From descriptions alone, SXSW horror film Witch Hunt sounded like it would be one of the strongest selections. The concept is timely, and provides metaphors for deportation and discrimination. Witch Hunt doesn’t do anything new with either of these concepts, instead letting them take a backseat in favor of obvious character drama and eerie visuals. The turns it takes in the story are always predictable, and rarely veer off course for the unexpected. Director Elle Callhan’s previous film, Head Count, did a better job with subverting tropes, building to an explosive ending. Witch Hunt is filled to the brim with promise, and its just a few steps away from embracing the concept in meaningful, interesting ways.
The film sets the scene in modern day New England. The 11th amendment restricts the rights of witches in America, and performing any act of witchcraft is enough for an execution. Needles and attempted drowning are just two of the ways they test for the gene, after which they brand you, and you’re cut off from the rest of society. Claire (Gideon Adlon) has a view on witches that is slightly different from most; her mother (Elizabeth Mitchell) runs a secret system wherein she helps witches cross the southern border into Mexico. When they take in two young witches, the system goes awry, and they must figure out how to get these witches across the border, sans outside assistance.
The visuals here are frequently impressive. Something as haunting as a border wall with a long line of salt is striking, even in its lack of ambiguity and simplicity. The brief interludes, where we see potentials tested for the witch gene, hold a power lacking in the scenes set in Claire’s home. This isn’t to say these scenes are boring; rather, the specifics of this jarring alternate-reality version of New England is far more fascinating. Obvious parallels about real-life deportation are on-the-nose and have no sense of subtlety. Claire interacting with the two new witches in her home is compelling and exciting, but I wish this aspect was sped up significantly. Witches lacking experience in utilizing their own powers for fear of deportation is frustrating. It seems like a lost opportunity to not take advantage of magic to solve their problems. The film takes an obvious turn in the latter half with Claire, which you can spot coming from a mile away. A movie that took place half in America, half in Mexico, could’ve called for a much deeper examination of the living conditions in both places.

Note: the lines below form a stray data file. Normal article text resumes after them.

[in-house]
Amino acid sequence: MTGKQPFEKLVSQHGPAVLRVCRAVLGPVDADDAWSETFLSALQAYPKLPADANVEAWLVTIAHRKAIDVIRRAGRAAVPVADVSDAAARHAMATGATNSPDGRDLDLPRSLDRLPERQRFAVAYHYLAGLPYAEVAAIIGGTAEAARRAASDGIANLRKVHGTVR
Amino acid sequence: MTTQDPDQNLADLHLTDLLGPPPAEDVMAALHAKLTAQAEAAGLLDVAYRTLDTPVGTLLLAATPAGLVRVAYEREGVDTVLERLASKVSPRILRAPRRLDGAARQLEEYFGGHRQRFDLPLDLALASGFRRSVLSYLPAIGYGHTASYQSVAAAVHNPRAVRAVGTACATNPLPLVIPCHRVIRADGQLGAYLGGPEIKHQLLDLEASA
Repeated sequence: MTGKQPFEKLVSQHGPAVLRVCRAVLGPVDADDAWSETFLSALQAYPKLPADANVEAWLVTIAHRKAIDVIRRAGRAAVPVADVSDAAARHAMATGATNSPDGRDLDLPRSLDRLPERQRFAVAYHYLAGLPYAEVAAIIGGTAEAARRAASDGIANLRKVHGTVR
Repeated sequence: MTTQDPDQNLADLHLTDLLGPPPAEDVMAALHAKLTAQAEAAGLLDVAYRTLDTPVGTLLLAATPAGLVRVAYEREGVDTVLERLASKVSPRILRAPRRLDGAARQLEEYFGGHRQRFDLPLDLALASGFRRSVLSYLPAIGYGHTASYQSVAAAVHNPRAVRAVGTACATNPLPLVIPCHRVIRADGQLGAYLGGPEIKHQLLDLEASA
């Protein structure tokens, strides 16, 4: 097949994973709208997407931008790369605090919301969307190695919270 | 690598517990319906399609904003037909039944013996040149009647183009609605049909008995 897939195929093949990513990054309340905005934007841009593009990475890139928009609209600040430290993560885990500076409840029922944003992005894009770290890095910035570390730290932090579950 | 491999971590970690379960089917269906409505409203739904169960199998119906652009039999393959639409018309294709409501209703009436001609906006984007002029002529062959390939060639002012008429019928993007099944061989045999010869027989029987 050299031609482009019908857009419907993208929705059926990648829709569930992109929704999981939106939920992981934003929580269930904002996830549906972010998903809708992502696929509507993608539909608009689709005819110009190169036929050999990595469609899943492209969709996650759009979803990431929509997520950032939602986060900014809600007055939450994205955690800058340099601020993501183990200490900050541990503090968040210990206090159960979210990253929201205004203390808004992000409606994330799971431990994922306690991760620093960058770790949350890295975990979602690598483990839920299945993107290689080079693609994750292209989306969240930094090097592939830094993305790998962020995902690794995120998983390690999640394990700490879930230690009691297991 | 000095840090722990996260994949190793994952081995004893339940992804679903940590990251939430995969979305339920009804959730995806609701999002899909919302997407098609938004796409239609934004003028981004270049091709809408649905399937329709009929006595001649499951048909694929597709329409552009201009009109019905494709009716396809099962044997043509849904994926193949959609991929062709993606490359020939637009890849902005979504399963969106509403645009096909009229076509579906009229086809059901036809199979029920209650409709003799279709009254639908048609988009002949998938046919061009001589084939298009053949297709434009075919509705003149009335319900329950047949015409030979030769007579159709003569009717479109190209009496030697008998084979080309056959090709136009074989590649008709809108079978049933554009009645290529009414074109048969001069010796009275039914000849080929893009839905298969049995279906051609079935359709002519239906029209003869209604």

Witch Hunt isn’t the best movie at the SXSW Film Festival, nor is it the worst. There are glimmers of greatness here that kept me engaged, even when the story grinds to a halt. Visuals and creepy moments needed to be pumped up to really drive it all home. In a way, this feels like a TV pilot for a promising new show about an alternate-reality of modern witchcraft. Maybe, somewhere down the line, a director who connects more to this material will take the concept and run with it. Even through the blatant nature of the plot and some tonal inconsistencies, Witch Hunt is a decent horror film that explores witchcraft in a way we haven’t seen before.